Mr. JAMIE FOXX (Actor): (As Max) What did he do to you?

Mr. TOM CRUISE (Actor): (As Vincent) Nothing. I only met him tonight.

Mr. FOXX: (As Max) You just met him once and you kill him like that?

Mr. CRUISE: (As Vincent) What, I should only kill people after I get to know them? Max, six billion people on the planet, you're getting bent out of shape 'cause of one fat guy.

Mr. FOXX: (As Max) Well, who was he?

Mr. CRUISE: (As Vincent) What do you care? Have you ever heard of Rwanda?

Mr. FOXX: (As Max) Yes, I know Rwanda.

Mr. CRUISE: (As Vincent) Well, tens of thousands killed before sundown. Nobody's killed people that fast since Nagasaki and Hiroshima. Did you bat an eye, Max?

Mr. FOXX: (As Max) What?

Mr. CRUISE: Did you join Amnesty International, Oxfam, Save the Whale, Greenpeace or something? No. I off one fat Angelino and you throw a hissy fit.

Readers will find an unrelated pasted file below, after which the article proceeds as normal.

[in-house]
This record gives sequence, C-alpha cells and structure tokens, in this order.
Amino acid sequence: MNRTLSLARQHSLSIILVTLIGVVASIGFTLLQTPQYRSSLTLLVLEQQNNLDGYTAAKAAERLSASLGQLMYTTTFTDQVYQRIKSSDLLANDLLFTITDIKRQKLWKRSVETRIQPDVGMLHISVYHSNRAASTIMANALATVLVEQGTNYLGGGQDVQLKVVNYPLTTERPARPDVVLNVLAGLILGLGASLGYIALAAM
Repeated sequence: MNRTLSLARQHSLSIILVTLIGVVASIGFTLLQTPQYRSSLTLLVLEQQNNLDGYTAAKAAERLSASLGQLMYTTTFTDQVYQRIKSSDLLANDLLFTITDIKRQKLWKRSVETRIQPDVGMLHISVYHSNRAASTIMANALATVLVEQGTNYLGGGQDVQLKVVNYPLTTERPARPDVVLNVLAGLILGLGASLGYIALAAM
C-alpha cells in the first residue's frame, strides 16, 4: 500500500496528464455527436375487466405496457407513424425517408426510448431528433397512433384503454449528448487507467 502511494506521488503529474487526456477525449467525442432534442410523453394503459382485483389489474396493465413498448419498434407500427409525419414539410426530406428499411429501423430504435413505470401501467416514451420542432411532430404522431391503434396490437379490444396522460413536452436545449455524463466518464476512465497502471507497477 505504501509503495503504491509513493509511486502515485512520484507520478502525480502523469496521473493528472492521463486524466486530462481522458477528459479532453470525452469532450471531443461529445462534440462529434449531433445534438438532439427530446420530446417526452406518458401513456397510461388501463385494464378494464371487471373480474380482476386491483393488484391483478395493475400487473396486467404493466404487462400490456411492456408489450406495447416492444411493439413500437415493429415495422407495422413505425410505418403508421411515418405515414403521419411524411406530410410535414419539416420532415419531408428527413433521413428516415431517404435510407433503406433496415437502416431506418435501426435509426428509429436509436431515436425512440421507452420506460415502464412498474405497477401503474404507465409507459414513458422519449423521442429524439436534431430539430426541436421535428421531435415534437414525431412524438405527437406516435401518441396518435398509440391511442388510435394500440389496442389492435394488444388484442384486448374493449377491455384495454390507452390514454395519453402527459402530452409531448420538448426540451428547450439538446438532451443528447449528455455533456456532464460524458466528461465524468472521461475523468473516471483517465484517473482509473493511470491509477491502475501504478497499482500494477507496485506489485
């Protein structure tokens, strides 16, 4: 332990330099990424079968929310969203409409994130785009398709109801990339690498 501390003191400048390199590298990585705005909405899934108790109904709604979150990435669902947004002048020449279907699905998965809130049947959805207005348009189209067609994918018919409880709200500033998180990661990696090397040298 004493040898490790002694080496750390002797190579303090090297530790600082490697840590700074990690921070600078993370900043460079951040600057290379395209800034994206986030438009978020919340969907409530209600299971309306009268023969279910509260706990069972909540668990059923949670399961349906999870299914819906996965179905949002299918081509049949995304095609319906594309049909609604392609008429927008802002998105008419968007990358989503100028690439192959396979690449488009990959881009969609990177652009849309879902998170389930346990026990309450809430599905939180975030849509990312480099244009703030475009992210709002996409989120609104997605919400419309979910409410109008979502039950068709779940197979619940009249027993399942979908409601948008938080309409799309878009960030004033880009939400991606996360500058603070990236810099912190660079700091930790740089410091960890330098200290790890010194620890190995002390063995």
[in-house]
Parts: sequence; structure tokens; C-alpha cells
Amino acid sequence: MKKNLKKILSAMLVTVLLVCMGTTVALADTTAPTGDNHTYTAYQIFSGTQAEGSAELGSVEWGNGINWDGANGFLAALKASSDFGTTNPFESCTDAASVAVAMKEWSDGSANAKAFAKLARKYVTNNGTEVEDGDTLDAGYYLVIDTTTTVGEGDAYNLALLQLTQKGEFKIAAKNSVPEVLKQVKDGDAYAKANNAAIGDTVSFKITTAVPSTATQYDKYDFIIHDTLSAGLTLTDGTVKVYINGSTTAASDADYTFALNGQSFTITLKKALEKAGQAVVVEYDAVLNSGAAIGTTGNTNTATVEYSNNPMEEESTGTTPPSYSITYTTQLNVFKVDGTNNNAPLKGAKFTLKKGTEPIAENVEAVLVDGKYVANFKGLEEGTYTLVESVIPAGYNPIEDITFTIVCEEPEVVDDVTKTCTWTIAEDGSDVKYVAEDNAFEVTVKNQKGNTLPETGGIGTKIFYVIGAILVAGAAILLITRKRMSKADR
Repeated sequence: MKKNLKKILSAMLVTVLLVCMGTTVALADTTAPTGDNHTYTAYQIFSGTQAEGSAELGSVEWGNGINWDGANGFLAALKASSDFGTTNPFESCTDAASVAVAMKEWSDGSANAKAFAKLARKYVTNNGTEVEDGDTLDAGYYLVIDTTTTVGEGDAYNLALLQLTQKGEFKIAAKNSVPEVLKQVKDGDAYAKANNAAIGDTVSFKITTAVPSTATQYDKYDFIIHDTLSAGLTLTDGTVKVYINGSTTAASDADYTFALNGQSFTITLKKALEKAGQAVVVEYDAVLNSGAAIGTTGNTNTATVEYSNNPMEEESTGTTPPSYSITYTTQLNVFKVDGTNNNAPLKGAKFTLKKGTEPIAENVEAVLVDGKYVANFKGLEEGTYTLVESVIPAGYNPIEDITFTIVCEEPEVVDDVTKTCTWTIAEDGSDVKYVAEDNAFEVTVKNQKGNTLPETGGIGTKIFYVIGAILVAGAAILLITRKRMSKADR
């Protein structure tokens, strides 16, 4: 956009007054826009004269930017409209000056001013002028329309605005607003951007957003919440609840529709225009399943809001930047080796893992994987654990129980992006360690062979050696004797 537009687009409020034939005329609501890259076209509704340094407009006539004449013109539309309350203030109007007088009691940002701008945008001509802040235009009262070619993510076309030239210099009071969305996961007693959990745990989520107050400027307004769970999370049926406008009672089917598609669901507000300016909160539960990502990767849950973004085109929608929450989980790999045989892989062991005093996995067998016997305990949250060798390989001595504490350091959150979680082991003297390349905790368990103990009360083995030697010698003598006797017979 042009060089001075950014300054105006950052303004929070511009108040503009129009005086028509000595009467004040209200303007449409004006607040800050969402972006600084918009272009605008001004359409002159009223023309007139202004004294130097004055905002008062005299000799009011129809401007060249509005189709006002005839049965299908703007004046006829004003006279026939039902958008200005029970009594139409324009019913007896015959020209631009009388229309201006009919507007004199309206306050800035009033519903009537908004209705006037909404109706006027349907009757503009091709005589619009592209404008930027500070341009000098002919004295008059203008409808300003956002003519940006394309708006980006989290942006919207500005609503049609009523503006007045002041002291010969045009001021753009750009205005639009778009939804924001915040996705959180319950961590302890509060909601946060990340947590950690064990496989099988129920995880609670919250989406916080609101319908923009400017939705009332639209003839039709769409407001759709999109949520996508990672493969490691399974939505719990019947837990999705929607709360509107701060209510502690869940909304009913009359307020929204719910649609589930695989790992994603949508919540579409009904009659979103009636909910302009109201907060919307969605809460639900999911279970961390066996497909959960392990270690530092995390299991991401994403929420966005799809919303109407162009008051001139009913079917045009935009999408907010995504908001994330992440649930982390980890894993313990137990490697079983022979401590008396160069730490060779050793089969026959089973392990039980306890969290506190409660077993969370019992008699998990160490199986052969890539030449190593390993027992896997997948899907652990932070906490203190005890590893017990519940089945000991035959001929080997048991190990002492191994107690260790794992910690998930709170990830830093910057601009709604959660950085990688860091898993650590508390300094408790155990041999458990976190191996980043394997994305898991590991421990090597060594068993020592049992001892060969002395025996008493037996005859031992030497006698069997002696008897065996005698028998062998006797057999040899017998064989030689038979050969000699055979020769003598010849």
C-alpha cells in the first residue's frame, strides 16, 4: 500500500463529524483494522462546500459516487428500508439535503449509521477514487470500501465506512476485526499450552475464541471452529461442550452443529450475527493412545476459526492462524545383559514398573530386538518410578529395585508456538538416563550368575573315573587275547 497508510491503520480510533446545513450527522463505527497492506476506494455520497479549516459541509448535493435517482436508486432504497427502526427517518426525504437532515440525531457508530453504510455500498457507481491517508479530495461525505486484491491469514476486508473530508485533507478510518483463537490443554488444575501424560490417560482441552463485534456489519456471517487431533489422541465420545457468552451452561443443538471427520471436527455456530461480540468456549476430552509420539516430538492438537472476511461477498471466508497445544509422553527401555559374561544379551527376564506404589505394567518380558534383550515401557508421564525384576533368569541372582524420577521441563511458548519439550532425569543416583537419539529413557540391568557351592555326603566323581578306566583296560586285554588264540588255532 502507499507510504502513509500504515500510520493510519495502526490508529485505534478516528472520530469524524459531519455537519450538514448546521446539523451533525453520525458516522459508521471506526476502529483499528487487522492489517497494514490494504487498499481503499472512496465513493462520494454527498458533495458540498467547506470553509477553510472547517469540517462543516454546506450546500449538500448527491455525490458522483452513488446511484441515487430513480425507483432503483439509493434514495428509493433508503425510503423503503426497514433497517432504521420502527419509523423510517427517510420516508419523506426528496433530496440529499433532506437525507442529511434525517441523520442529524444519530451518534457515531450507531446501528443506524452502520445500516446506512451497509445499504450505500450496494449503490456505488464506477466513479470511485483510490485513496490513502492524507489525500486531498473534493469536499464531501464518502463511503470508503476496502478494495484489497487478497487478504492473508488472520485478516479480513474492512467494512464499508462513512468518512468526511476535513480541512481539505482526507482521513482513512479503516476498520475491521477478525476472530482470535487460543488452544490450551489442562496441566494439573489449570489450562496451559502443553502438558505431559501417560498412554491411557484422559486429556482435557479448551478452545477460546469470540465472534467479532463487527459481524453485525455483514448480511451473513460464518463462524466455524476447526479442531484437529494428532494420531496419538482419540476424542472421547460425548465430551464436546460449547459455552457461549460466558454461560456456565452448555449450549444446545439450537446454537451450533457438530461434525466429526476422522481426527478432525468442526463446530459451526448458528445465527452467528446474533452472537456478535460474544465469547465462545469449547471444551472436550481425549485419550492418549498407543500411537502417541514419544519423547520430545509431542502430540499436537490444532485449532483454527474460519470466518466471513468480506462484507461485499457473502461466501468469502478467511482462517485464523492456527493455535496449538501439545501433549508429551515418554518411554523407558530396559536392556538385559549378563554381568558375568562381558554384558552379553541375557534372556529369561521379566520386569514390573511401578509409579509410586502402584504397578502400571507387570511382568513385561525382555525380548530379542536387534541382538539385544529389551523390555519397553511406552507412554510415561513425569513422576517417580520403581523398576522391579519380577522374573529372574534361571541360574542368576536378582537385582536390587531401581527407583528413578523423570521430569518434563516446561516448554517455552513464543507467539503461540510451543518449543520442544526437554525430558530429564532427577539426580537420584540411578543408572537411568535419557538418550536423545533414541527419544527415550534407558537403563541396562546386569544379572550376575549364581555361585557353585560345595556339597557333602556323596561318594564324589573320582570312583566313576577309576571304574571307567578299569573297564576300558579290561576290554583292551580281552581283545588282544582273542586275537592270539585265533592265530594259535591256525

(Soundbite of laughter)

RAZ: Ooh.

MONDELLO: You know, Villains also are wonderfully articulate. The kind of nice thing about them is that they're�

(Soundbite of laughter)

RAZ: They're always intelligent.

MONDELLO: Exactly, and I think, you know, the idea of a twisted genius is part of this. What you do when you look at an Iago in Shakespeare, in "Othello," is you try and figure out why. Why is he doing this? I think that's what almost always is what's interesting about villains.

RAZ: And Bob, we should stress that this list that we've put together in no way is comprehensive. We didn't talk about Javier Bardem in "No Country For Old Men" or Daniel Day-Lewis in "Gangs of New York." There are too many over the past decade.

MONDELLO: No, there have been a lot, and I have a zillion favorites. Actually, I hope our listeners do, too, and that they will scribble in something to our Web site.

RAZ: I hope they do. Bob Mondello reviews films for this program, and as he just mentioned, we want to hear from you. Tell us some of your picks from the past decade at npr.org. And Bob, I know some people think critics are villains, but please stop wearing that Joker makeup around the office, okay?

(Soundbite of laughter)

MONDELLO: I'm a sweetheart. I'm a total sweetheart, I promise.